Article 11.1 of the ICESCR states that: “The States Parties to the present Covenant recognize the right of everyone to an adequate standard of living for himself and his family, including adequate food, clothing and housing, and to the continuous improvement of living conditions. The States Parties will take appropriate steps to ensure the realization of this right, recognizing to this effect the essential importance of international cooperation based on free consent.”

            Article 17 of ICCPR states that: “1. No one shall be subjected to arbitrary or unlawful interference with his privacy, family, or correspondence, nor to unlawful attacks on his honour and reputation. 2. Everyone has the right to the protection of the law against such interference or attacks.”

            Articles 16.1 and 27.3 of the CRC respectively states that: “No child shall be subjected to arbitrary or unlawful interference with his or her privacy, family, or correspondence, nor to unlawful attacks on his or her honour and reputation.” “States Parties, in accordance with national conditions and within their means, shall take appropriate measures to assist parents and others responsible for the child to implement this right and shall in the case of need provide material assistance and support programmes, particularly with regard to nutrition, clothing and housing.”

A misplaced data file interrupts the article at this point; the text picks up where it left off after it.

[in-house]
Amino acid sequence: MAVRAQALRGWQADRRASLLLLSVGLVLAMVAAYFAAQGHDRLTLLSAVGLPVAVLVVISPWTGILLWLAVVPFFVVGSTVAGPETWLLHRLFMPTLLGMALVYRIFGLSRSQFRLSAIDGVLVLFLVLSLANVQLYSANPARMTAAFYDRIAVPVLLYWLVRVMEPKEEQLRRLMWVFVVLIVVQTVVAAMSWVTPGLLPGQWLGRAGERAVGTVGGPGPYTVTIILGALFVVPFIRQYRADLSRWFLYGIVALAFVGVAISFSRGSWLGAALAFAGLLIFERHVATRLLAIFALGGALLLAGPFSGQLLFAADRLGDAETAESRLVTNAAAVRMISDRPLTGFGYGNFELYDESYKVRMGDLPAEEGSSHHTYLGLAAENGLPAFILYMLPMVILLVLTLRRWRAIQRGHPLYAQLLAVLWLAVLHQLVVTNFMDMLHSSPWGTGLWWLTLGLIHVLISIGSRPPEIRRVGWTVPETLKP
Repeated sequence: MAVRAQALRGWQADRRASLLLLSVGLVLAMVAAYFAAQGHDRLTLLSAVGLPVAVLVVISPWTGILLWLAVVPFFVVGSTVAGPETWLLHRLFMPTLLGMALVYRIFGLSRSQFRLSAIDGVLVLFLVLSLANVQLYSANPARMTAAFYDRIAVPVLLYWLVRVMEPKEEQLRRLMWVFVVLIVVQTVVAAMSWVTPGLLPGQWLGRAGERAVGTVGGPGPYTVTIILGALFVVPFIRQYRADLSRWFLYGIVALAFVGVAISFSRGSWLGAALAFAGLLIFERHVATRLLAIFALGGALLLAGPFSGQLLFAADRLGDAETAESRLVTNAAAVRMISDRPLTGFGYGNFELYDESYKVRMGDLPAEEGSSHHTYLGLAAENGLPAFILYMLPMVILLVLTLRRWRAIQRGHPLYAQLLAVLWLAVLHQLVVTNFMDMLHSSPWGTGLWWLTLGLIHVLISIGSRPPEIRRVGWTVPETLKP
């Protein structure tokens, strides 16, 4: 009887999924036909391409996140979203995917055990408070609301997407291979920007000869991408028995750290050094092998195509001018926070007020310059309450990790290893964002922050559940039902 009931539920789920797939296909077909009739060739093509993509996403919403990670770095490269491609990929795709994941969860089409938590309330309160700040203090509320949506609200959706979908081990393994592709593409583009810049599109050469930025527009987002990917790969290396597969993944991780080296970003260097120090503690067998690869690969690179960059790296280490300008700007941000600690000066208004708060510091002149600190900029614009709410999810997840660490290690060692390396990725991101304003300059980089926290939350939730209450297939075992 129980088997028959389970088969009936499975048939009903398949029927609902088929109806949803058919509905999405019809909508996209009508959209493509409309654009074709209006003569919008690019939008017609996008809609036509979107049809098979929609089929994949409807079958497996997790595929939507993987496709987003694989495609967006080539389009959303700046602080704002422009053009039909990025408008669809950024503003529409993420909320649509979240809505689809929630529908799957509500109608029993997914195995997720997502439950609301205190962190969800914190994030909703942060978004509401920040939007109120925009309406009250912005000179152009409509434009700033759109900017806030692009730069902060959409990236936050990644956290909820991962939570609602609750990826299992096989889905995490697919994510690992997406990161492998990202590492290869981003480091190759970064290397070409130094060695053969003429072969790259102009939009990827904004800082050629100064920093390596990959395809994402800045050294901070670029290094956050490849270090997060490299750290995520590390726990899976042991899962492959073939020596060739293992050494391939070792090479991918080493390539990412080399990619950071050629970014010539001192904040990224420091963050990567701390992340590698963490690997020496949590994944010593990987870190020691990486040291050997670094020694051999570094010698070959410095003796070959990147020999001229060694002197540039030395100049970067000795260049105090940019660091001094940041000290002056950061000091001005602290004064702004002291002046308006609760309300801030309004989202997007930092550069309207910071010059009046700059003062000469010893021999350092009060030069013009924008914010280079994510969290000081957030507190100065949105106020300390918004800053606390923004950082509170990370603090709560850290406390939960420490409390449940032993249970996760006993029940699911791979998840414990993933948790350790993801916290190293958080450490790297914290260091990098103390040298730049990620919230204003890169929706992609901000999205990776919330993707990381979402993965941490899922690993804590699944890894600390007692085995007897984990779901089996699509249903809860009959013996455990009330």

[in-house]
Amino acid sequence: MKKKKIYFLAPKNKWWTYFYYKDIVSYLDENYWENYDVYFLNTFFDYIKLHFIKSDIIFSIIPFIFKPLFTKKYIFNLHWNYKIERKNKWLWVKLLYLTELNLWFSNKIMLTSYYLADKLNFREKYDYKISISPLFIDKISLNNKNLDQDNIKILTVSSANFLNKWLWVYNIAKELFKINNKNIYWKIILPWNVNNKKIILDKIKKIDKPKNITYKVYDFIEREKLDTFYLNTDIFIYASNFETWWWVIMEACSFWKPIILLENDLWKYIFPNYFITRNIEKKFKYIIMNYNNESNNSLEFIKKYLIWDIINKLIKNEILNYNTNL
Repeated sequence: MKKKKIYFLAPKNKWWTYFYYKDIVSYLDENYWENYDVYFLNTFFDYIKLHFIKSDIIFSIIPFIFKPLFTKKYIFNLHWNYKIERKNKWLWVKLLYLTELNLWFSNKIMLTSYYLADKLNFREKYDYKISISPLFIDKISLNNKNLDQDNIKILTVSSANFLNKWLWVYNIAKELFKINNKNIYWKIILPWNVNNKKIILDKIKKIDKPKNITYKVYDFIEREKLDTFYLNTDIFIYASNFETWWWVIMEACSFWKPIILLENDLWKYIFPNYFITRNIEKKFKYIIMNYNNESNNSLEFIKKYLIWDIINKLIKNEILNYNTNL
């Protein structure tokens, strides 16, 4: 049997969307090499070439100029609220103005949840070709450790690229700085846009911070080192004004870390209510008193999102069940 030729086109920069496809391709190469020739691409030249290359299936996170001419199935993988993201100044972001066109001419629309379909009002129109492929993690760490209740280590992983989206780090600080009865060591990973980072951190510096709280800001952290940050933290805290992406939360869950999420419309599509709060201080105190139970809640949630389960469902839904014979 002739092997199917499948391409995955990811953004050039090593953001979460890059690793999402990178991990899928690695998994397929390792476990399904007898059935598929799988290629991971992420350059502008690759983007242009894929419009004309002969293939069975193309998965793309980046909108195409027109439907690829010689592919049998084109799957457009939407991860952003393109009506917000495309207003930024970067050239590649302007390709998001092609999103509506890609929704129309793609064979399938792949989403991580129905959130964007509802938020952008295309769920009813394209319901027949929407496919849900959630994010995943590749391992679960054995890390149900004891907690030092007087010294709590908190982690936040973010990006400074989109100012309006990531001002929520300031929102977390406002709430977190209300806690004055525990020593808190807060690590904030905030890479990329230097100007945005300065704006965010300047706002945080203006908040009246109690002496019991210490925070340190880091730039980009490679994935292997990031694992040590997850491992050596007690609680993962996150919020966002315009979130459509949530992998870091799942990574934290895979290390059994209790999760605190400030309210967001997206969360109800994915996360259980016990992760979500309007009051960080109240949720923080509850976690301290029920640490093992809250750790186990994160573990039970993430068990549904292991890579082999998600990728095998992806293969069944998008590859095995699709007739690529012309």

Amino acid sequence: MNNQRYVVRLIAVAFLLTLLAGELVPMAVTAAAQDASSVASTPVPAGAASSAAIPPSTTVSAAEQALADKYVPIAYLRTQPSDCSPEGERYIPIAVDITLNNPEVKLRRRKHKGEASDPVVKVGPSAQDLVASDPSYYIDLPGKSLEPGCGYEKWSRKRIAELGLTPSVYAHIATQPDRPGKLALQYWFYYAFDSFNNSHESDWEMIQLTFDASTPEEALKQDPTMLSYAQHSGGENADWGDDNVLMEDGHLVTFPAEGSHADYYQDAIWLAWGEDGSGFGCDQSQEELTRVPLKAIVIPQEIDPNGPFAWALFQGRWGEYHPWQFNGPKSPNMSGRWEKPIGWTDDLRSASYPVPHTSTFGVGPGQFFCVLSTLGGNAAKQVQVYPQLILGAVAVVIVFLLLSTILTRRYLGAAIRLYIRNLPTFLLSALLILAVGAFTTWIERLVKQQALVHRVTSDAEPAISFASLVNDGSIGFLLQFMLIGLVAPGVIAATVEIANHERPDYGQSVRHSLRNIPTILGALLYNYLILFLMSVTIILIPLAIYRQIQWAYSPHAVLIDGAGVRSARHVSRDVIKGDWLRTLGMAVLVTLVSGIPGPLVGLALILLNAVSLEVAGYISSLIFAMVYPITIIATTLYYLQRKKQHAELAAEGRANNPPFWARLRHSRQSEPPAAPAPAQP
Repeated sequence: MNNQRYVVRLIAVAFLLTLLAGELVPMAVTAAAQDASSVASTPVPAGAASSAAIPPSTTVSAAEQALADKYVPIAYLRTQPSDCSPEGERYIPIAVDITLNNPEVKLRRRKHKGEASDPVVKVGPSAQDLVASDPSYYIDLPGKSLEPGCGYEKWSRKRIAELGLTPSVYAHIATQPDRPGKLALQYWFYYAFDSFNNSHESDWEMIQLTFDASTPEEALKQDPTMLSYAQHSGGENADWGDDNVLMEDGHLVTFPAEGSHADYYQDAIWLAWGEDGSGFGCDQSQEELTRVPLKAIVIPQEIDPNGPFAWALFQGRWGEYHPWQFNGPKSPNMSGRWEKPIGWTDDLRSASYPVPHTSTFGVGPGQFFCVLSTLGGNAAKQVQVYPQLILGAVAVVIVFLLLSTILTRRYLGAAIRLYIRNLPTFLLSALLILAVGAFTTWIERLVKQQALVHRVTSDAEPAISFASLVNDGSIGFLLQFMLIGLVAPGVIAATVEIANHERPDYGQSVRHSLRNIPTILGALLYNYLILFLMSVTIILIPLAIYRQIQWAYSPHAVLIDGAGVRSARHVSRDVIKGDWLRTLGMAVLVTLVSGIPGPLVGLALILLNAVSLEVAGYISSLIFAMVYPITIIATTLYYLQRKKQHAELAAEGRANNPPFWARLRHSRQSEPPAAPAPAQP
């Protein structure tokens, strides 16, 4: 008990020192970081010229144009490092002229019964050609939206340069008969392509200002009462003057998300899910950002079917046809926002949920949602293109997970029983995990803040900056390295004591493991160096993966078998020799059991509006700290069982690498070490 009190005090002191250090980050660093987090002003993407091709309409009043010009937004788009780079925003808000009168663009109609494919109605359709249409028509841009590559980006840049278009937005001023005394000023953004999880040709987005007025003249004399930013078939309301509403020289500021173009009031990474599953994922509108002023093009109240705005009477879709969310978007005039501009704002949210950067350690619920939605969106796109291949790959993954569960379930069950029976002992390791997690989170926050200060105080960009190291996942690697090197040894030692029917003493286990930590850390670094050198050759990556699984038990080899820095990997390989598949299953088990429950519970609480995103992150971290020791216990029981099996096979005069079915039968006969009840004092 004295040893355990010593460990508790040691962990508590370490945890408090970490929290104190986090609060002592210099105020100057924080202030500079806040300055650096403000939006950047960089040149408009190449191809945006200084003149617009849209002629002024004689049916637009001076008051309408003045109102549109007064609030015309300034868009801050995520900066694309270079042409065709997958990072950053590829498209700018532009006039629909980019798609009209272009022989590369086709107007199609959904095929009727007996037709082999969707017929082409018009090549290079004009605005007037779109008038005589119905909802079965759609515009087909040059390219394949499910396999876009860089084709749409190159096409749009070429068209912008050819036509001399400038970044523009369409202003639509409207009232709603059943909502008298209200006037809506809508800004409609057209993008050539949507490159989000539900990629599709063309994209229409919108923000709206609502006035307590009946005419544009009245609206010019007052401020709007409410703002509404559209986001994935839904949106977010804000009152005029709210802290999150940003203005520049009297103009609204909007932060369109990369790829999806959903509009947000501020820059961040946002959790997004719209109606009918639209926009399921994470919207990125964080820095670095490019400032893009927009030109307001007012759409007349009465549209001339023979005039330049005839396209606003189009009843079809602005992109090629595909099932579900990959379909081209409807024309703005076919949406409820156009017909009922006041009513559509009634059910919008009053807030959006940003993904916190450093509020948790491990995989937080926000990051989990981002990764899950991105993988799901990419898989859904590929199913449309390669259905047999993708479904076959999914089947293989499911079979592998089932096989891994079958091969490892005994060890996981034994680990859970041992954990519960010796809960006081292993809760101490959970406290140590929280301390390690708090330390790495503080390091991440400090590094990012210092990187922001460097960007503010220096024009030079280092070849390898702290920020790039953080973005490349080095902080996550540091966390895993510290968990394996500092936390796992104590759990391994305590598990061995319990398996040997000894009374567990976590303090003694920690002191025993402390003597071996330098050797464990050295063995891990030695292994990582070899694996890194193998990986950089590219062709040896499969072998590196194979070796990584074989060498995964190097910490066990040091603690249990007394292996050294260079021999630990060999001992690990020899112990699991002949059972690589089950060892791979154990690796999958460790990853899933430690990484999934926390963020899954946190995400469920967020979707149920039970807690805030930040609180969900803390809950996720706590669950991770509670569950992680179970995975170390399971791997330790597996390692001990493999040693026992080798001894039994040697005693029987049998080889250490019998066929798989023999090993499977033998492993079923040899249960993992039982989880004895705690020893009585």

Article 14.2 (h) of the CEDAW states that: “States Parties shall undertake all appropriate measures to eliminate discrimination against women in rural areas in order to ensure, on a basis of equality of men and women, that they participate in and benefit from rural development and, in particular, shall ensure to such women the right … (h) to enjoy adequate living conditions, particularly in relation to housing, sanitation, electricity and water supply, transport and communications.”

            Article 5 (e) (iii) of CERD obliges States “to prohibit and eliminate racial discrimination in all of its forms and to guarantee the right of everyone, without distinction as to race, colour, or national or ethnic origin, to equality before the law, notably in the enjoyment of … (e) … (iii) the right to housing”.

Reports on starvation deaths in Assam

March 17, 2012

Tea Labourers dying of hunger in Assam